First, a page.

Danell Levya’s Olympic Triumph

Published September 8, 2016

ABOVE: DANELL LEVYA. PHOTO COURTESY OF TIMUR EMEK.

Months before this year’s Olympics, and only weeks before the National Gymnastics Championships—a qualifier for the Games—Danell Levya was injured while breaking up a fight between his family’s dogs. The injuries severely impacted his training, and though he fought through to compete, he was named an alternate for Team USA. Having won a Bronze medal at the 2012 Olympics in London, the 24-year-old was understandably disappointed.

“That’s not part of the plan. That’s not what you want to happen,” Levya explains over the phone. “I kept training as if I were going to compete because that’s the mentality I had to have.” In a bittersweet take on the classic athlete defies all odds tale, Levya was eventually called up to compete after national team member John Orozco tore his ACL.

Despite his initial alternate status, Levya was only one of two US male gymnasts to walk away with a medal—in fact getting two silvers, for parallel bars and horizontal bars. We recently spoke with the Cuban-born, Miami-raised athlete to discuss that dog-related injury, the demands of being an Olympian, and his possible foray into acting.

ETHAN SAPIENZA: I have to say congratulations.

DANELL LEVYA: Thank you so much.

SAPIENZA: How have things been since you’ve gotten back home?

LEVYA: Pretty awesome. It’s nonstop which means things are good. I have something to do.

SAPIENZA: How did you first get into gymnastics?

LEVYA: My parents were watching a gymnastics video and I didn’t know what it was. I was enamored by what I saw: people flying. I was like, “I don’t what that is but that’s what I want to do.” It’s funny because I was three years old—clearly I didn’t what it was—and I didn’t know that my parents were both gymnasts as well. That’s basically where it all started.

SAPIENZA: Did you feel pressure to follow in their footsteps? Did they want you to do it?

LEVYA: No, not at all. My mom was the one who didn’t think it was such a good idea because in Cuba they have this mentality that gymnasts have to have a specific body type. Their arms couldn’t be too long, their feet couldn’t be too flat—they had to be proportional. I was the complete opposite of that system. On top of that, I was very uncoordinated and I would never really pay attention at all. My stepdad was the one who saw my immense passion for the sport. As soon as we started though my mom became 100 percent supportive.

SAPIENZA: I know your dad is your coach. I can’t imagine what that’s like.

LEVYA: It’s cool. He doesn’t treat me differently than any of the other gymnasts. We’re all just gymnasts. My dad was just the coach. He never was harder on me or gave me extra time. If we wanted his attention we needed to do well.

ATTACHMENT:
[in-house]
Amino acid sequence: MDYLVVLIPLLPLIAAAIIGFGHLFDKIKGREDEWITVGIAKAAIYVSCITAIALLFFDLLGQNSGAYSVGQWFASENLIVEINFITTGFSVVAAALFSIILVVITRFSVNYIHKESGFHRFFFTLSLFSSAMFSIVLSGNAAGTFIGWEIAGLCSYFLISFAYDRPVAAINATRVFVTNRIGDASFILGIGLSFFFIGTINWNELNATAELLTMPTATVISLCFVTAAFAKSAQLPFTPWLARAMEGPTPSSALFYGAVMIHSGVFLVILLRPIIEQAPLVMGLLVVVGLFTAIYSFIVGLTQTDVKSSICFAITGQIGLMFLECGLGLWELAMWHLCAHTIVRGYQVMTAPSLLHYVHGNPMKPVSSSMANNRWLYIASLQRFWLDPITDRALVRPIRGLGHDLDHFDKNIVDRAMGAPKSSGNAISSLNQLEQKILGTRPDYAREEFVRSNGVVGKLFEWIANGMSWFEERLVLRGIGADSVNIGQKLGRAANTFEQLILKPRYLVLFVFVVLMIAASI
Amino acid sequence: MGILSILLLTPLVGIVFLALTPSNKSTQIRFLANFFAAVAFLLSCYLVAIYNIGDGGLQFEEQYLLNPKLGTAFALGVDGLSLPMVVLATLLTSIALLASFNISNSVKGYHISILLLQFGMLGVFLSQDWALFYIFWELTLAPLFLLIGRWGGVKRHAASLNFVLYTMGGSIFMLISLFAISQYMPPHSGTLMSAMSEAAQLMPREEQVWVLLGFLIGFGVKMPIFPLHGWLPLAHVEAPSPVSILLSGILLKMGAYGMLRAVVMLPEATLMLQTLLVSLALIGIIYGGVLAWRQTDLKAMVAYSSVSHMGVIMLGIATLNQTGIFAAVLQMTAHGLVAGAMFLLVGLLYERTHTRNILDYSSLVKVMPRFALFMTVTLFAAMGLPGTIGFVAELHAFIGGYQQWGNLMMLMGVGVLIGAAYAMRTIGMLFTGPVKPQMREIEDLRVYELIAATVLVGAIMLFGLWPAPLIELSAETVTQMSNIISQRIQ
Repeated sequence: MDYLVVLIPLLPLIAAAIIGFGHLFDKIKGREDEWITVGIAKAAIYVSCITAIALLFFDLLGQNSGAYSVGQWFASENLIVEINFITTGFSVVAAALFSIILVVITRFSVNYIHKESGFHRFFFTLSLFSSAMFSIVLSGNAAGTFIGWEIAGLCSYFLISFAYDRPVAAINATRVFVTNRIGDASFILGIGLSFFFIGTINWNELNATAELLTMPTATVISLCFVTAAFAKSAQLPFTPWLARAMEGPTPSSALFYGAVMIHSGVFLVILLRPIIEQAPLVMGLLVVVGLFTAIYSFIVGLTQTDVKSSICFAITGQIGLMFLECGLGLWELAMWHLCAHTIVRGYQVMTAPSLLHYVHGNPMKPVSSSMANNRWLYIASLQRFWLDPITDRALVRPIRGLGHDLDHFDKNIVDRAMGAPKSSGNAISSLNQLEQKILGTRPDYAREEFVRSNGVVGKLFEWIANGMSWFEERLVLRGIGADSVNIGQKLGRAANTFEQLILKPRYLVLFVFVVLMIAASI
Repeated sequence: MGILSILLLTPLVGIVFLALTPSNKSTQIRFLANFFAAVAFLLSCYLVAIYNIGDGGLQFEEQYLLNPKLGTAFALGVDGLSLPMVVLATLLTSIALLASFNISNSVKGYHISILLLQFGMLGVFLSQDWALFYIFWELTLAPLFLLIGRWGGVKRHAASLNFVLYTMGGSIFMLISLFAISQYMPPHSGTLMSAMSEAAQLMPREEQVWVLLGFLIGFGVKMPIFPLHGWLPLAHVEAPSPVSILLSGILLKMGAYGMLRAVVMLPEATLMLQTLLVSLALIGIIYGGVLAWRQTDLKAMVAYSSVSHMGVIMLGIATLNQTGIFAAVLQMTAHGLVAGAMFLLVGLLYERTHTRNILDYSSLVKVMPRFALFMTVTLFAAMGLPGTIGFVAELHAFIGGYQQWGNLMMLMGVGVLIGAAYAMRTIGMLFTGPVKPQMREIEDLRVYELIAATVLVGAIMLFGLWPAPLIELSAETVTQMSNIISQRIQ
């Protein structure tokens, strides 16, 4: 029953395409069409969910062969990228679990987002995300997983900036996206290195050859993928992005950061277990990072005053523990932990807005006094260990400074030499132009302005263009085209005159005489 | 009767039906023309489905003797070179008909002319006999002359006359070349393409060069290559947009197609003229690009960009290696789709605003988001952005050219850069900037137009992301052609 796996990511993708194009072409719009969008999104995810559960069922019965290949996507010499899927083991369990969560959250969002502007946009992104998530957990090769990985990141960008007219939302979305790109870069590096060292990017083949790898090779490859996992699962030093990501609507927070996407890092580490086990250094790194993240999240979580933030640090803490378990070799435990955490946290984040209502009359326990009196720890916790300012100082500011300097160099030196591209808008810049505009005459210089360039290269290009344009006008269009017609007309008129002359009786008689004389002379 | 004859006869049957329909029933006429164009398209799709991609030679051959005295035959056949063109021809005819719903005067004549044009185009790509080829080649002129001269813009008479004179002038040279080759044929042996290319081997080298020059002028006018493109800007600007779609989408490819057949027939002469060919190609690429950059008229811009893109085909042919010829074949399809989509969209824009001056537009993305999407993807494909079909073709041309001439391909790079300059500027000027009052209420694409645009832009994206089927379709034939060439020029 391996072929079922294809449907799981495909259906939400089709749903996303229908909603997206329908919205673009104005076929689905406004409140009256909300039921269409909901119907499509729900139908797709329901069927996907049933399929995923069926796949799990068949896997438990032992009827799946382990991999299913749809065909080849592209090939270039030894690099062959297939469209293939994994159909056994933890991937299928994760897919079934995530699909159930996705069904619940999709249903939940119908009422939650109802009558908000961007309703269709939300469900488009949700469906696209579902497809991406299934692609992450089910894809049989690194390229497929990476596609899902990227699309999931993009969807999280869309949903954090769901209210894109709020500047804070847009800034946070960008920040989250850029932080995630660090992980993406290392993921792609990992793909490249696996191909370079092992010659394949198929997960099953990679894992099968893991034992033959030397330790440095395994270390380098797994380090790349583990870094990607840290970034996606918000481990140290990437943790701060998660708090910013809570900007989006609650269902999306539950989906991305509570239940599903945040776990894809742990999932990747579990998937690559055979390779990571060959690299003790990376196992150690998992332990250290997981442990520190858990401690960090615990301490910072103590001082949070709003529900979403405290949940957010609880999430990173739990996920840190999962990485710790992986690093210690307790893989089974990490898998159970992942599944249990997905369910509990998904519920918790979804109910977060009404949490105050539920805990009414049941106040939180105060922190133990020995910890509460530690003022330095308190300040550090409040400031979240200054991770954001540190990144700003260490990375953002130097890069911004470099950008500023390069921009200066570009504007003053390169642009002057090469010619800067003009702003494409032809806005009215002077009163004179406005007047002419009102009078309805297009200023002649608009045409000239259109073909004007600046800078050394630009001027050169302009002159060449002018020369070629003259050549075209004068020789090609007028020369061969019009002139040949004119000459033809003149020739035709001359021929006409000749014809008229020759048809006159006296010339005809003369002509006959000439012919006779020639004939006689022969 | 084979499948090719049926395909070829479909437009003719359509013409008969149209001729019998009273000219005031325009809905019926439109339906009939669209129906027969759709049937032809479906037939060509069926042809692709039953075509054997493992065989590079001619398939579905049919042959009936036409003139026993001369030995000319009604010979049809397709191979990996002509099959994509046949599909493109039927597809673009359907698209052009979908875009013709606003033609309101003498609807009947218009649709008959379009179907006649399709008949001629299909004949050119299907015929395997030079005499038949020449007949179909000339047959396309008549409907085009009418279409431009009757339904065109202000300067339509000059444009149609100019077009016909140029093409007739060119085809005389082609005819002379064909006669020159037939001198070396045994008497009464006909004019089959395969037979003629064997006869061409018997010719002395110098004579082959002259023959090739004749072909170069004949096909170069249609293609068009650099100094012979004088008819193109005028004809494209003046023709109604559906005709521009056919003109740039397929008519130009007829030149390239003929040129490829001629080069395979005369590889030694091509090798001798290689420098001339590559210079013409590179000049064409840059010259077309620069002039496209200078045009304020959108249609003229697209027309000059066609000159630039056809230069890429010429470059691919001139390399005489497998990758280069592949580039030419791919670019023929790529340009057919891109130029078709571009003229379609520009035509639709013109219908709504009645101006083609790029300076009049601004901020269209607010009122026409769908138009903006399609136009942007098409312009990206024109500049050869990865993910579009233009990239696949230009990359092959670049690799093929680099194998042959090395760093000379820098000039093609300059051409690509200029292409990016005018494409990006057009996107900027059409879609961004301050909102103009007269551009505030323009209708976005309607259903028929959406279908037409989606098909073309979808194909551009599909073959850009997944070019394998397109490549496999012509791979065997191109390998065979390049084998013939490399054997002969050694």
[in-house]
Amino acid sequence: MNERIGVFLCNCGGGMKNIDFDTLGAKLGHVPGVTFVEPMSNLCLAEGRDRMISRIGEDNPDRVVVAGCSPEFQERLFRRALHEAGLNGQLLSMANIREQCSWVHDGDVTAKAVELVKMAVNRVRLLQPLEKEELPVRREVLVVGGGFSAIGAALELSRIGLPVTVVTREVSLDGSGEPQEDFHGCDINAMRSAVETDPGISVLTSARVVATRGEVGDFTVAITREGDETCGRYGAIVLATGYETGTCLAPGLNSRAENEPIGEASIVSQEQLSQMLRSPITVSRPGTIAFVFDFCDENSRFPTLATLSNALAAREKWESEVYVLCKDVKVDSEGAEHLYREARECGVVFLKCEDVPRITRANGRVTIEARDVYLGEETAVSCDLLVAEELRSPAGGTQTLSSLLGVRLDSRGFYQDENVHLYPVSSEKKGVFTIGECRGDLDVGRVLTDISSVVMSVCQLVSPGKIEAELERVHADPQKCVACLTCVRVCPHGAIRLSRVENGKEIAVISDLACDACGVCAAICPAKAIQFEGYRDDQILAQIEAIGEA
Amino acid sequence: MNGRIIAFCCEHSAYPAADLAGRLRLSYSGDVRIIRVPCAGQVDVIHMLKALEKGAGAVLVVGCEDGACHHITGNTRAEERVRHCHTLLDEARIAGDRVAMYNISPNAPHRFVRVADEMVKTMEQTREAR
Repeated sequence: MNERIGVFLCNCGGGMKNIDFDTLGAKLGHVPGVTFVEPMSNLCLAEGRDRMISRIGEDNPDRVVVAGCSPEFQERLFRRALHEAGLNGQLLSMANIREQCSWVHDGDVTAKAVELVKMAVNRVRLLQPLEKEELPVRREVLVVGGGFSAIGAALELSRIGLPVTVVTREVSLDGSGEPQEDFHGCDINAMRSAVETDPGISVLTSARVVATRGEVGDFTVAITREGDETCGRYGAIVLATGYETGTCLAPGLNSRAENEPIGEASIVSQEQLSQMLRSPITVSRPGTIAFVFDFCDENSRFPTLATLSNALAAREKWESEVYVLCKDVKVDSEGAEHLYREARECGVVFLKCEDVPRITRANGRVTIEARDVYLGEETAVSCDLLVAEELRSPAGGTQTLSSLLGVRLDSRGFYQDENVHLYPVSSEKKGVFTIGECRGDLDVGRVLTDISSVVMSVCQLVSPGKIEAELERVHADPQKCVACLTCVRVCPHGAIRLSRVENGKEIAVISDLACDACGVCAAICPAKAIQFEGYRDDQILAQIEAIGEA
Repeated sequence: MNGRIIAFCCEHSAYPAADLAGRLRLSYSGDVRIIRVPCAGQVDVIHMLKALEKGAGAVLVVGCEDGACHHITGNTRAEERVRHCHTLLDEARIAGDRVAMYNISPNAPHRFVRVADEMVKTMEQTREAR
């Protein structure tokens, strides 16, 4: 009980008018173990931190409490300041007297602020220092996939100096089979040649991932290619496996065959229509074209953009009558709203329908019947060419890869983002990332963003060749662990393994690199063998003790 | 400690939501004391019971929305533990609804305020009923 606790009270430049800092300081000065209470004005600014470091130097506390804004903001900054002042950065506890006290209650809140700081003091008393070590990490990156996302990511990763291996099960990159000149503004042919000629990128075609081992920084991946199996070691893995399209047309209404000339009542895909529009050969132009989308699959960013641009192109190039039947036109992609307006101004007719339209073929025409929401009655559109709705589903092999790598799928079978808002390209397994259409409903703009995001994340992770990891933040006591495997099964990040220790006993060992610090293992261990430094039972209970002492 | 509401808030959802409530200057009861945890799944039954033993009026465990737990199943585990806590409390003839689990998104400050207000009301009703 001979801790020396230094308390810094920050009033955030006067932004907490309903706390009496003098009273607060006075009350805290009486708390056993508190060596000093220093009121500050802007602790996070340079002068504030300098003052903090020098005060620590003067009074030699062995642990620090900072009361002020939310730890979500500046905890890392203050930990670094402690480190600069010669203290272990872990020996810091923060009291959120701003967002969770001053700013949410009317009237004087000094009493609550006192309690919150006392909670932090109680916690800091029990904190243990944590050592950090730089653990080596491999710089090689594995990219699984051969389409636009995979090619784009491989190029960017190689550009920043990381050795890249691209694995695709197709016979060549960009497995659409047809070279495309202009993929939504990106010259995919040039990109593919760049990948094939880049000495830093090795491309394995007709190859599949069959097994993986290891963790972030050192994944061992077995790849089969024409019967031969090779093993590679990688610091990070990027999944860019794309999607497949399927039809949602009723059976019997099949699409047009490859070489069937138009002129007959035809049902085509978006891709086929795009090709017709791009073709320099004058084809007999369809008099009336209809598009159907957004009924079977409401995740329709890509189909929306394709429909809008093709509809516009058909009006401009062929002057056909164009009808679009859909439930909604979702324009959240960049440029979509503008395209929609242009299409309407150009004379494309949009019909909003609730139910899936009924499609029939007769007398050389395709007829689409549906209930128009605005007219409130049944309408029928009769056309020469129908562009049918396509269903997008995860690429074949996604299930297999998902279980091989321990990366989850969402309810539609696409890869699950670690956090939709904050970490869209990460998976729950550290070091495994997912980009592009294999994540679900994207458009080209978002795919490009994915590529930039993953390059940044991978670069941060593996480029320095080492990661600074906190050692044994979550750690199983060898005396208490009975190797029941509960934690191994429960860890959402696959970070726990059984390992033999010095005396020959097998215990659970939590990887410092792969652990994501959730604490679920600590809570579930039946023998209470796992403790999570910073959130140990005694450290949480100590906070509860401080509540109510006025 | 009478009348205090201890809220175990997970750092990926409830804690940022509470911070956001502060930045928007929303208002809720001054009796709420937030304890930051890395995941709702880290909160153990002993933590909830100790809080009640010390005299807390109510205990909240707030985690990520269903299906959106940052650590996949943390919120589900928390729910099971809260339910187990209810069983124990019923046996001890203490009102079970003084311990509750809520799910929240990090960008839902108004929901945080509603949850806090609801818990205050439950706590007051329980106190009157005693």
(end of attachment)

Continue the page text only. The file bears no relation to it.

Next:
SAPIENZA: What do you think of his sideline celebrations? He gets very excited.

LEVYA: His antics? [laughs] I think it’s awesome. He’s been like that that since he started coaching, not only professional gymnastics too. If you watch any of his younger athletes he’s just as excited.

SAPIENZA: What’s your training regimen like?

LEVYA: It was Monday, Tuesday, Thursday, Friday from 9 to 4:30 or 5, with an hour for lunch and stuff. Wednesday and Saturday we went in at 12:30 just to stay active.

SAPIENZA: Do you have to strictly monitor your caloric intake and all of that?

LEVYA: Not really. The other guys on the team during the Olympics—it was kind of funny to see them count calories and weigh themselves. Meanwhile I was just doing me. It’s not that I would eat horrible or anything. I would eat healthy. I just wasn’t as stressed as the other guys.

SAPIENZA: When you’re practicing and things are particularly grueling, what do you find keeps you going?

LEVYA: When I was training and I’d have a bad day, I let the negative side of training go and reminded myself of why I was doing this. When I started dating my girlfriend it became a lot easier because she’s a gymnast and she was very supportive. It became easier because I was remembering the people I was doing it for as well.

SAPIENZA: A lot of Olympic athletes talk about how they miss out on “normal” aspects of life due to training. Is there anything you feel like you’ve missed because of gymnastics that you wished you hadn’t?

LEVYA: I’m sure there are normal things I’ve missed out on that people do, but that’s the point: to break away from normal. They aren’t grueling sacrifices. They’re not things that make me feel horrible and terrible and sad, because how many people can say they’ve won an Olympic medal? How many people can say they’ve competed in two Olympics? Everybody makes sacrifices. Everybody goes through these kinds of things. It wasn’t something that I would cry myself to sleep, like, [fake whining] “Because of training I can’t go to parties!” I appreciate everything that my family helped me understand and everything I’ve been working to reach.

SAPIENZA: When you’re on the high bar, flipping through midair, what’s going through your mind? Are you planning your next step or are you totally at ease?